And the Trump family has definitely been pursuing the tax advantages of cemetery ownership. A document published by ProPublica shows that the Trump Family Trust sought to designate a property in Hackettstown, New Jersey, about 20 miles from Bedminster, as a nonprofit cemetery company back in 2016.

But there is reason to question this too-Trumpy-to-be-true allegation. First, all this cemetery business is unnecessary because he has already found a way to drastically reduce his Bedminster tax burden. When the Post’s David Farenthold looked into Trump’s cemetery obsession in 2017, he concluded it wouldn’t be very profitable as a business venture or a tax-avoidance scheme:

According to a 2019 HuffPost analysis, Trump slashed his Bedminster tax bill by about $88,000 a year by keeping eight goats and farming 113 acres of hay on the property.

Is is possible that the cemetery business is some kind of backup tax- avoidance scheme? I suppose, but it doesn’t make a ton of sense to this humble TurboTax user.

Theory 3: Trump is just keeping it weird.

“It’s always been my suspicion that there’s something we don’t know” about Trump’s cemetery plan, Bedminster land-use board member Nick Strakhov told Farenthold in 2017.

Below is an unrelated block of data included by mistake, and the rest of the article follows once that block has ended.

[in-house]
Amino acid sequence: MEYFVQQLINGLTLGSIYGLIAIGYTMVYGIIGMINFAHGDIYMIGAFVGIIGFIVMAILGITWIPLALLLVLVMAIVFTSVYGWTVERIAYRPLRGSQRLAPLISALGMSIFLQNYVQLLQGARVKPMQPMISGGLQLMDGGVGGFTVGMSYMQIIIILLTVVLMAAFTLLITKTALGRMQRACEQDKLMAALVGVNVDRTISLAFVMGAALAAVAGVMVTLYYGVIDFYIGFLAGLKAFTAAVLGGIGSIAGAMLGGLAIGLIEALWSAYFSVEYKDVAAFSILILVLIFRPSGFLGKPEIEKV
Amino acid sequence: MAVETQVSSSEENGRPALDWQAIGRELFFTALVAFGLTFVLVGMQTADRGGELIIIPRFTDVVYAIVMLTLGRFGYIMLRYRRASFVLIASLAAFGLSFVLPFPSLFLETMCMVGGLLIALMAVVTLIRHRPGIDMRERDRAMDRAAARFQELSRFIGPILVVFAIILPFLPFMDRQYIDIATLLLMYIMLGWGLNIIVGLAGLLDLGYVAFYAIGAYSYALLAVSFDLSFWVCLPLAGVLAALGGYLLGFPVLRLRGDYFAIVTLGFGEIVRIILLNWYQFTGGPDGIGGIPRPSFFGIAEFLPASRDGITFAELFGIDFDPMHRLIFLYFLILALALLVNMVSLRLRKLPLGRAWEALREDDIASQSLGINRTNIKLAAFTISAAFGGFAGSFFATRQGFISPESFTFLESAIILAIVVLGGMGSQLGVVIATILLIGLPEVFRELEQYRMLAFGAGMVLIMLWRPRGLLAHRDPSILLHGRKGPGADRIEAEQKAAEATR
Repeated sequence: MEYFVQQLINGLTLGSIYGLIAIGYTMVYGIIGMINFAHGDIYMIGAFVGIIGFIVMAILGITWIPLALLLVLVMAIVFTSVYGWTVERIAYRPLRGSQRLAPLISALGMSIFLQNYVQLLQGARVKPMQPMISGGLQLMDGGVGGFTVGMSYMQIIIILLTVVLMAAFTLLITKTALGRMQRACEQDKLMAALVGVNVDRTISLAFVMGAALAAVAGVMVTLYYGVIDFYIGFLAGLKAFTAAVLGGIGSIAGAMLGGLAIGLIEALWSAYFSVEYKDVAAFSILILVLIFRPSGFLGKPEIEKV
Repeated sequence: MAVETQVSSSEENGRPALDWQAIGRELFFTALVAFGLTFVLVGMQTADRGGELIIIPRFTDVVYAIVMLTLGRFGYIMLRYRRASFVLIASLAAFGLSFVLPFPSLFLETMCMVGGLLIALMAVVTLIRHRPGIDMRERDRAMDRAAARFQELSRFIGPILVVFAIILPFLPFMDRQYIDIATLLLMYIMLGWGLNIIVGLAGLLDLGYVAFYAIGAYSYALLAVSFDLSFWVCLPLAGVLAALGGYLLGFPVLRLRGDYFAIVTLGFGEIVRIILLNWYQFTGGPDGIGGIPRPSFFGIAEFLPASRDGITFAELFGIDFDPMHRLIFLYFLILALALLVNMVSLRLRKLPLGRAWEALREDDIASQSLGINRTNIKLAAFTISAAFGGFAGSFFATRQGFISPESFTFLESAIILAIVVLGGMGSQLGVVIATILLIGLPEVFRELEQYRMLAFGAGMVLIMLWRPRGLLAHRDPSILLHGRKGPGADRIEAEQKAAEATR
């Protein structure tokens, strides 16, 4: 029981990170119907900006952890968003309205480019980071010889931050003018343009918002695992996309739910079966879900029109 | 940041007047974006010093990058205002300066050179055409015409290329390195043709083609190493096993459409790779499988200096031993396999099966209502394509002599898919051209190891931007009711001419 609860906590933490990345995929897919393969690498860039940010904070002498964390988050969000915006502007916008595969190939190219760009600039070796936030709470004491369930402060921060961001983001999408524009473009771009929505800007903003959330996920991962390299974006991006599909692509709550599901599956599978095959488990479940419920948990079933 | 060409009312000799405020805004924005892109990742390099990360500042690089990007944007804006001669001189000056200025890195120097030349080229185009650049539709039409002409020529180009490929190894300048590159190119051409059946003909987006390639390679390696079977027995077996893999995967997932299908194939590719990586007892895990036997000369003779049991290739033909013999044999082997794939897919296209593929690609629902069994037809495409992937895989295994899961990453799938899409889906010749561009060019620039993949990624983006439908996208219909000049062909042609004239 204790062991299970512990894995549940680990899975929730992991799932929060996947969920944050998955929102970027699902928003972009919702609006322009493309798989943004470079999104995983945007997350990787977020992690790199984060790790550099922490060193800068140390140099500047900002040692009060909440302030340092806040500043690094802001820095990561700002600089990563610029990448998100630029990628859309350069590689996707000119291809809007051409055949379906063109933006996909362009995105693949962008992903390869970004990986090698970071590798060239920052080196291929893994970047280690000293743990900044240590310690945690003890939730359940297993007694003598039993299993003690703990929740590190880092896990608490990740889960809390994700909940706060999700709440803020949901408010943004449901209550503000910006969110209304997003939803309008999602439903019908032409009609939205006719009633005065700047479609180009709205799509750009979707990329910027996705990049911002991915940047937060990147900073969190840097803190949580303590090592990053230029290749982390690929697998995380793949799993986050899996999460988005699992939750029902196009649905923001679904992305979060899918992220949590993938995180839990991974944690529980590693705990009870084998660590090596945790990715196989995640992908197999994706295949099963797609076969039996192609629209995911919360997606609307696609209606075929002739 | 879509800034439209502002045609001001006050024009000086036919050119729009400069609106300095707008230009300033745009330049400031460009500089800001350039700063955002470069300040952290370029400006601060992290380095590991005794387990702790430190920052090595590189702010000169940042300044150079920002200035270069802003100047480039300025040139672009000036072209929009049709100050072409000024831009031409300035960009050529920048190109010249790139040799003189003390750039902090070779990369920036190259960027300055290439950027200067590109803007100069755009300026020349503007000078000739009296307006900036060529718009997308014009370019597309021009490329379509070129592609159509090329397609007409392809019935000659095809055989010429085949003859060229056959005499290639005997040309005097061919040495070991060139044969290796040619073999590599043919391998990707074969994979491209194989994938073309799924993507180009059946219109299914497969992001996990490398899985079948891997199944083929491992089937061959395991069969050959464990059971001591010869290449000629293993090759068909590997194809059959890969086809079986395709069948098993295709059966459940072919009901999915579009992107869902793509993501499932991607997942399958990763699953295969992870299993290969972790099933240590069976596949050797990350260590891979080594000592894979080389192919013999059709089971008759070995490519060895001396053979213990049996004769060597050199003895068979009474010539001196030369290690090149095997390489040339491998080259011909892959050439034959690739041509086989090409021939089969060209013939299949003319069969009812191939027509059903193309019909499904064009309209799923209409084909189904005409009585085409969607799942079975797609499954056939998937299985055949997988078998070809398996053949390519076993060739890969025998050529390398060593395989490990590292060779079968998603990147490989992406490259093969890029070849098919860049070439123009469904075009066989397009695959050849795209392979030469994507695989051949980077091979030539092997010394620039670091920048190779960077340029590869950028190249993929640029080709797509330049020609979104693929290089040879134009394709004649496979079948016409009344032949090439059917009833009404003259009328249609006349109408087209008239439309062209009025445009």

It does seem we’re missing a key piece of the boneyard puzzle. But there is one thing we know about Trump now that wasn’t quite as apparent back then: He is a super-weird guy. He has managed to be weird with various kinds of paper, toilet bowls, aircraft carriers, and “dangerous fruit,” to name just a few of his proclivities. The thought of our inevitable demise brings out strange feelings and behavior in most people. Some of the rich plan to freeze themselves or shoot their remains into space; is it any surprise that Trump has some grandiose idea about how he and his family should be laid to rest?

“It’s never something you like to think about, but it makes sense,” Trump told the New York Post during his first attempt to make Bedminster a cemetery in 2007. “This is such beautiful land, and Bedminster is one of the richest places in the country.”

Trumpy commentary on the wealth of northern New Jersey aside, that sounds astonishingly well adjusted.